Adam's Suggested Handshape is Cursive
sandy at SCOTSTEXT.ORG
Tue Dec 30 23:14:26 UTC 2008
Hi Val and All!
Yes, the term "italic" is used to refer to the neat, not always cursive
handwriting style as well as a sloped variant of a font.
Italic and cursive handwriting are done with two different types of pen.
Cursive is done with a pen nib that comes to a sharp point and line
thickness is controlled by applying pressure to the pen. Italic
handwriting is done with an italic pen, which has a flat-ended nib and
line thickness varies according to the direction of the stroke. Of
course the subtleties of line thickness is lost with ball-point pen!
I was reading over some of the "shorthand" I did a few days ago and I
must say I get a bit stuck with it here and there. It's not because the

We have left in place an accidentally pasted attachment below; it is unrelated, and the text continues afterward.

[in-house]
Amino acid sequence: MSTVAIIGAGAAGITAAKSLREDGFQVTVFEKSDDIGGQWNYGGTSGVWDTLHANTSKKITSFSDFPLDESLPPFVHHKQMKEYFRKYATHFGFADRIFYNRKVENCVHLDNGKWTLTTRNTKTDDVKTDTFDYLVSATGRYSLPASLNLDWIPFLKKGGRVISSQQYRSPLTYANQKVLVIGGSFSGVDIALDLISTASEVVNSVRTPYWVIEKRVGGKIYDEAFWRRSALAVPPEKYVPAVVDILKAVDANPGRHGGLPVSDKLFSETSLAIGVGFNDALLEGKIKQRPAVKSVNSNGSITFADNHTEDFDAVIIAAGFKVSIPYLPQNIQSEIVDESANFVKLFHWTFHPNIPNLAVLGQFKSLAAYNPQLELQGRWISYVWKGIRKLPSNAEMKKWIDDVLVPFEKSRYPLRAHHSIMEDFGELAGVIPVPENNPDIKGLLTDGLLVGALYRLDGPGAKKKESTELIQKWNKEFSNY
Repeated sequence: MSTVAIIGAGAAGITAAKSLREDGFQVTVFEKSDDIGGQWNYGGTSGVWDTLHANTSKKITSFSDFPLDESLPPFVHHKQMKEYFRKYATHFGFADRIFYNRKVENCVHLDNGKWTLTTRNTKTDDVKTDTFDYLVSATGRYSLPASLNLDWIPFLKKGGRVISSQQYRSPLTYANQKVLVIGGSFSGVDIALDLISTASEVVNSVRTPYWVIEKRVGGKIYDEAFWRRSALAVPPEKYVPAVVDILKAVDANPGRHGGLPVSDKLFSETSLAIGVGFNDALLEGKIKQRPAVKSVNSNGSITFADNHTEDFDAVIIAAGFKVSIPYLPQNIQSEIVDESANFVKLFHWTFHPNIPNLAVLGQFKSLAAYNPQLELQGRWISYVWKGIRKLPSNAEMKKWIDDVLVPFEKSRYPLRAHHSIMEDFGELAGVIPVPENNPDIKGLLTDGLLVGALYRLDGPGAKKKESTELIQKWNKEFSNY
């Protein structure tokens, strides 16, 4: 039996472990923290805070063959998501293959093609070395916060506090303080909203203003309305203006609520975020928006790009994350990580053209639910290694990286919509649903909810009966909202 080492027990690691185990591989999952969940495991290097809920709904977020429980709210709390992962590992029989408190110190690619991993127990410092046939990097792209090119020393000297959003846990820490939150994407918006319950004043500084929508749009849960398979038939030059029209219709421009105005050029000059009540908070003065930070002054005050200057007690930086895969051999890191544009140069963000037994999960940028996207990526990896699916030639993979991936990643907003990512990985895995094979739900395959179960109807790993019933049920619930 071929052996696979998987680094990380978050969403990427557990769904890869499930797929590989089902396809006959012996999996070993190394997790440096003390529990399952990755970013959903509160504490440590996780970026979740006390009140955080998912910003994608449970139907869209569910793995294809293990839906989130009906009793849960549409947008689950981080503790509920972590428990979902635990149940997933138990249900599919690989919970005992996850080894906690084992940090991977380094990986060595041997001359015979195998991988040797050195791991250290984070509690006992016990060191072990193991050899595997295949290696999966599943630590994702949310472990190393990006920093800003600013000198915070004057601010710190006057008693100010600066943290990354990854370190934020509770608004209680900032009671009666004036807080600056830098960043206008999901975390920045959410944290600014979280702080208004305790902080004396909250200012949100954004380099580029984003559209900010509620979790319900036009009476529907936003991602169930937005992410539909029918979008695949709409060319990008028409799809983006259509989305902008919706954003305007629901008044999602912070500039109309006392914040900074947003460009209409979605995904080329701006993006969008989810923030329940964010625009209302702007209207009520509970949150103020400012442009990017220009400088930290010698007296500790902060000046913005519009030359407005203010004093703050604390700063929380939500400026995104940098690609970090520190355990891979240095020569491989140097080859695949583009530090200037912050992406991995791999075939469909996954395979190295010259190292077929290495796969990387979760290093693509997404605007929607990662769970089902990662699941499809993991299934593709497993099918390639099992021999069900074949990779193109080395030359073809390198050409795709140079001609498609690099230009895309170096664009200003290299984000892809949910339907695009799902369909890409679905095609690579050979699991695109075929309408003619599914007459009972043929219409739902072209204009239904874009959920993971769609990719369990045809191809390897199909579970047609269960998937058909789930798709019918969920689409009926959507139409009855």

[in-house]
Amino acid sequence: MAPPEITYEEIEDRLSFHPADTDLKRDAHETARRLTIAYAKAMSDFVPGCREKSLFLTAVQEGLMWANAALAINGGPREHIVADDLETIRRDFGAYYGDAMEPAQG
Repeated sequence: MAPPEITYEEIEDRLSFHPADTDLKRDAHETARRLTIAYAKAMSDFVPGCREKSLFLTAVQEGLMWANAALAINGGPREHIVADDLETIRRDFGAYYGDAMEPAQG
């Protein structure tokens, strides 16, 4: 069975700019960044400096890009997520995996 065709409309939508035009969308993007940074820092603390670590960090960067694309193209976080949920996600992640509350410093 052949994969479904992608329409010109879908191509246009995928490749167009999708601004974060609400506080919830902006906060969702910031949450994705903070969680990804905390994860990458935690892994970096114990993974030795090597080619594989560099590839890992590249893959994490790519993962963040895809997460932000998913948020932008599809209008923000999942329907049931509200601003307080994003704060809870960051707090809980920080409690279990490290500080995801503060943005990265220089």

symbols aren't clear, it's because some signs really need hand
orientation to be written in order to distinguish them from other signs.
For example, I was puzzling over a sign I'd written which seemed to be
"get on with it", whereas after a while I realised that I'd meant
"story". These are the same sign except that the hands are in the wall
plane for "get on with it" but in the floor plane with "story". The fact
that I hadn't bothered to write the palm fill was therefore a problem.
I think that this means that this sort of writing is, to some extent,
actually a shorthand, because you can't really read some signs in
isolation: you need context. So for fast, readable writing I think we do
need to be able to write the hand orientations (palm fills) clearly,
it's just a question of how to make them quick to write.
I think I'll perhaps try going back to using horseshoe writing for the
handshapes but stay with the other "shorthand" features for other things
and see how that goes.
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